Discussion:
Los Angeles restaurant pays customers to put away their phones
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Peter Lawrence
2012-08-20 06:47:37 UTC
Permalink
"Ever feel like a dinner out at the local restaurant feels more like a trip
to Best Buy, with fellow patrons tapping on their smartphones or taking
photos of their meal? One restaurant in Los Angeles is now paying customers
to check their tech at the door.

Eva Restaurant on Beverly Boulevard is offering diners a 5% discount on
their bill if they dump their digital devices before being seated, according
to radio station KPCC. Owner and chef Mark Gold says it’s a tactic to keep
distracted dining to a minimum.

About half of patrons have taken Gold up on the offer."


http://goo.gl/mvf7e

or

http://www.latimes.com/business/money/la-fi-mo-restaurant-cell-phone-20120815,0,1669557.story


- Peter
Sqwertz
2012-08-21 05:13:09 UTC
Permalink
Post by Peter Lawrence
Eva Restaurant on Beverly Boulevard is offering diners a 5% discount on
their bill if they dump their digital devices before being seated, according
to radio station KPCC.
They probably would have gotten more/better publicity if they charged
patrons 5% more to not check their cell phones. And make it a
table-wide policy - if one person keeps their phone then the whole
table pays the extra 5%. Patrons carrying current AMA cards would not
be charged the extra 5%.

-sw
SMS
2012-08-21 15:22:48 UTC
Permalink
Post by Peter Lawrence
"Ever feel like a dinner out at the local restaurant feels more like a
trip to Best Buy, with fellow patrons tapping on their smartphones or
taking photos of their meal? One restaurant in Los Angeles is now paying
customers to check their tech at the door.
Eva Restaurant on Beverly Boulevard is offering diners a 5% discount on
their bill if they dump their digital devices before being seated,
according to radio station KPCC. Owner and chef Mark Gold says it’s a
tactic to keep distracted dining to a minimum.
Can you dump some old phone before going to the table and keep your
smart phone with you and still get the 5%?

Personally, I don't care if someone is texting or photographing their
food, it's the talking that's annoying.

Photographing your food before you eat it has become a big thing. I was
on my bike on Sunday and stopped at Sally's for fish and chips and the
guy next to me was photographing his sandwich and clam chowder. Since
food is such a big part of any trip it's understandable. For example,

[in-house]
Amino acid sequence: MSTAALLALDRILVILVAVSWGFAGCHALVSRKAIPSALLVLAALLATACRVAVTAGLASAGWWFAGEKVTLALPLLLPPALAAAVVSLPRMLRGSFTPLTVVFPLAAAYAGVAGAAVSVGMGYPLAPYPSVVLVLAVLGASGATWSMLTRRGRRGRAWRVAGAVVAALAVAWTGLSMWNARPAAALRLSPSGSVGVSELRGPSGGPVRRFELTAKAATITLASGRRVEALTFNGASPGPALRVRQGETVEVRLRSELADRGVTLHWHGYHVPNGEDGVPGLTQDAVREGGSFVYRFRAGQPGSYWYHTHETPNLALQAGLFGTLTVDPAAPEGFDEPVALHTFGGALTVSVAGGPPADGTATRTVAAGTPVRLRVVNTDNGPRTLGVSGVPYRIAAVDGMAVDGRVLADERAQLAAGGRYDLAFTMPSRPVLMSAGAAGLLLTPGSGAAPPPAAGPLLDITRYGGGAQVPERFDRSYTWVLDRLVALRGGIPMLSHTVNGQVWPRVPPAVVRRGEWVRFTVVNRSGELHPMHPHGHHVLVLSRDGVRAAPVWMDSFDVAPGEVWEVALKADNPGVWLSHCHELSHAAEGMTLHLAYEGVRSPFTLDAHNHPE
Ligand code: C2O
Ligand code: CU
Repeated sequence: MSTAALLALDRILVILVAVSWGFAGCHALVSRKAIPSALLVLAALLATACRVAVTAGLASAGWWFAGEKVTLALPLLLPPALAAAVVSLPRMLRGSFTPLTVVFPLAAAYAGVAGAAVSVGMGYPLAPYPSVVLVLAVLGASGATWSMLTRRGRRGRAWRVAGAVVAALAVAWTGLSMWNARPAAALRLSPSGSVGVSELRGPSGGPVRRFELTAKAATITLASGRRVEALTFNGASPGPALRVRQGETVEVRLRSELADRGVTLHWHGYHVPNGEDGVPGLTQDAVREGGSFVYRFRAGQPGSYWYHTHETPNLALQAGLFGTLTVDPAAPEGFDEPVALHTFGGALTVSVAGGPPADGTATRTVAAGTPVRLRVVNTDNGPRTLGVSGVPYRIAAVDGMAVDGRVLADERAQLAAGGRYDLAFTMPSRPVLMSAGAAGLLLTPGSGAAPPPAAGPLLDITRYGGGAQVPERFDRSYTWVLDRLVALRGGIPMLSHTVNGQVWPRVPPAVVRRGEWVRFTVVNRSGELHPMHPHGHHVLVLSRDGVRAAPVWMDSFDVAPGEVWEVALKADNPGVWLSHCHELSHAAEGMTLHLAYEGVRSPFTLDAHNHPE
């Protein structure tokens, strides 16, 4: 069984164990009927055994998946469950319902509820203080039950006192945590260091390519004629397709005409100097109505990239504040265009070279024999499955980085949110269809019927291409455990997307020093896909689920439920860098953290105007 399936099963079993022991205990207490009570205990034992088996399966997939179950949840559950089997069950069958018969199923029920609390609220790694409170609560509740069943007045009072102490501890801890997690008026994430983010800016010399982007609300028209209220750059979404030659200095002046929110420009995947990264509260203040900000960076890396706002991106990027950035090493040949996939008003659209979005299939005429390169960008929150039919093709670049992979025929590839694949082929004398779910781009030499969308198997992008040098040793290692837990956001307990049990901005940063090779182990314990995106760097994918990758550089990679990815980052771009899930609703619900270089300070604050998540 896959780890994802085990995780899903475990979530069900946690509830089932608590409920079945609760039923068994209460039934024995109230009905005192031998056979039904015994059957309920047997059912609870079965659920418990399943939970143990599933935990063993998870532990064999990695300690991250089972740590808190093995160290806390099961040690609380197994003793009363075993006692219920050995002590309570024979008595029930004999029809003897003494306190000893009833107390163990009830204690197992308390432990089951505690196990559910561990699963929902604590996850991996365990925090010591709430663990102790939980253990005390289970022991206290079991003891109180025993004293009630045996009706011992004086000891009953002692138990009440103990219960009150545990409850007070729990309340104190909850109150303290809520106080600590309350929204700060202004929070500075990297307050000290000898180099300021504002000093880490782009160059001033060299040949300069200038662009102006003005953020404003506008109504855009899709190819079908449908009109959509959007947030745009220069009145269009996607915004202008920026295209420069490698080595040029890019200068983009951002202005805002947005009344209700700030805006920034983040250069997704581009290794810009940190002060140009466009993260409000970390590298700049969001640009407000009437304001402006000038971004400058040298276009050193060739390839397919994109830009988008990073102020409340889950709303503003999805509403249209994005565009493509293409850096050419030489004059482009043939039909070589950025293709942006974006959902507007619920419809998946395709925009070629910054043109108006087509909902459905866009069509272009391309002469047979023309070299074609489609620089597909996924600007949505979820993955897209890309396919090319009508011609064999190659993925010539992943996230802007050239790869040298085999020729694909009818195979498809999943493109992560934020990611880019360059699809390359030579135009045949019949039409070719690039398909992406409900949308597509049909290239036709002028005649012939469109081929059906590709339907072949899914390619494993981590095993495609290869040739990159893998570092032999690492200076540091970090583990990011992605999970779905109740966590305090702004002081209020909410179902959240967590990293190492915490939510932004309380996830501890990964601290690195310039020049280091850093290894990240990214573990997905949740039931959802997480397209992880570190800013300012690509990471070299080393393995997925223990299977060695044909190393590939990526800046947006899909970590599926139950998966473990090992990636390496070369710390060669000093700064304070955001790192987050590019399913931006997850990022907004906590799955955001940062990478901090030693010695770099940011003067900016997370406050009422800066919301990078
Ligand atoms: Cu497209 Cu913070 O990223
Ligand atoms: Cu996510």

here is a photo of our Chinese breakfast at a very famous restaurant in
Beijing: <http://tinyurl.com/beijingbreakfast>.
Peter Lawrence
2012-08-21 16:14:49 UTC
Permalink
Photographing your food before you eat it has become a big thing. I was on
my bike on Sunday and stopped at Sally's for fish and chips and the guy next
to me was photographing his sandwich and clam chowder. Since food is such a
big part of any trip it's understandable. For example, here is a photo of
<http://tinyurl.com/beijingbreakfast>.
As long as whatever a dining party at another table is doing isn't
distracting to me at my table (being too noisy - regardless of method, using
to much perfume or cologne, etc.), I really don't care what they're doing
while dining.)


- Peter
Sqwertz
2012-08-21 17:25:54 UTC
Permalink
Post by SMS
For example,
here is a photo of our Chinese breakfast at a very famous restaurant in
Beijing: <http://tinyurl.com/beijingbreakfast>.
There are 3,700 KFC's in China. There are 4,700 in the U.S.

-sw
Pico Rico
2012-08-22 01:20:51 UTC
Permalink
Post by Sqwertz
Post by SMS
For example,
here is a photo of our Chinese breakfast at a very famous restaurant in
Beijing: <http://tinyurl.com/beijingbreakfast>.
There are 3,700 KFC's in China. There are 4,700 in the U.S.
-sw
Yes, but in the US the "C" stands for "chicken".
sms88
2012-08-22 04:42:50 UTC
Permalink
Post by Sqwertz
Post by SMS
For example,
here is a photo of our Chinese breakfast at a very famous restaurant in
Beijing: <http://tinyurl.com/beijingbreakfast>.
There are 3,700 KFC's in China. There are 4,700 in the U.S.
What was odd that we wanted some jook (porridge) and youtiao (long
Chinese donuts) and the only place we could find in the area that had
it, and was open early, was KFC, and we were not in a super touristy
part of the city. We never eat at KFC in the U.S. anymore. KFC is very
different in China. No mashed potatoes, no cole slaw, and a limited
selection of actual chicken parts.
JRStern
2012-08-30 17:43:07 UTC
Permalink
Post by sms88
Post by Sqwertz
Post by SMS
For example,
here is a photo of our Chinese breakfast at a very famous restaurant in
Beijing: <http://tinyurl.com/beijingbreakfast>.
There are 3,700 KFC's in China. There are 4,700 in the U.S.
What was odd that we wanted some jook (porridge) and youtiao (long
Chinese donuts) and the only place we could find in the area that had
it, and was open early, was KFC, and we were not in a super touristy
part of the city. We never eat at KFC in the U.S. anymore. KFC is very
different in China. No mashed potatoes, no cole slaw, and a limited
selection of actual chicken parts.
Just so whatever they serve is finger-lickin' good?

J.

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